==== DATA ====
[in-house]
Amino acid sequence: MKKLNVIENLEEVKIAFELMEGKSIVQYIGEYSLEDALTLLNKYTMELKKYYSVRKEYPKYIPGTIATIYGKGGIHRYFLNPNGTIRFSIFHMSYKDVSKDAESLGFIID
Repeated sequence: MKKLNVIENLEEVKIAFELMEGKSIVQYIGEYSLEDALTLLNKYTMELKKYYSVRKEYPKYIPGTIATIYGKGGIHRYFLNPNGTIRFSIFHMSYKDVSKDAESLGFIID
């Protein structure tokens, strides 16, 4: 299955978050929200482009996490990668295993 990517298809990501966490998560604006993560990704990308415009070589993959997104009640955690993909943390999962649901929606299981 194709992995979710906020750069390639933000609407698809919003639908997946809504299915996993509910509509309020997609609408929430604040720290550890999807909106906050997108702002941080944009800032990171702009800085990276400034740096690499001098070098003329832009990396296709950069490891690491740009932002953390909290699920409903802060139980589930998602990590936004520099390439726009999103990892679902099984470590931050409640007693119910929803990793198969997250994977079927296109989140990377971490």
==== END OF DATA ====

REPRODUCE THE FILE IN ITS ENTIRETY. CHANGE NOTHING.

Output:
[in-house]
Amino acid sequence: MKKLNVIENLEEVKIAFELMEGKSIVQYIGEYSLEDALTLLNKYTMELKKYYSVRKEYPKYIPGTIATIYGKGGIHRYFLNPNGTIRFSIFHMSYKDVSKDAESLGFIID
Repeated sequence: MKKLNVIENLEEVKIAFELMEGKSIVQYIGEYSLEDALTLLNKYTMELKKYYSVRKEYPKYIPGTIATIYGKGGIHRYFLNPNGTIRFSIFHMSYKDVSKDAESLGFIID
């Protein structure tokens, strides 16, 4: 299955978050929200482009996490990668295993 990517298809990501966490998560604006993560990704990308415009070589993959997104009640955690993909943390999962649901929606299981 194709992995979710906020750069390639933000609407698809919003639908997946809504299915996993509910509509309020997609609408929430604040720290550890999807909106906050997108702002941080944009800032990171702009800085990276400034740096690499001098070098003329832009990396296709950069490891690491740009932002953390909290699920409903802060139980589930998602990590936004520099390439726009999103990892679902099984470590931050409640007693119910929803990793198969997250994977079927296109989140990377971490």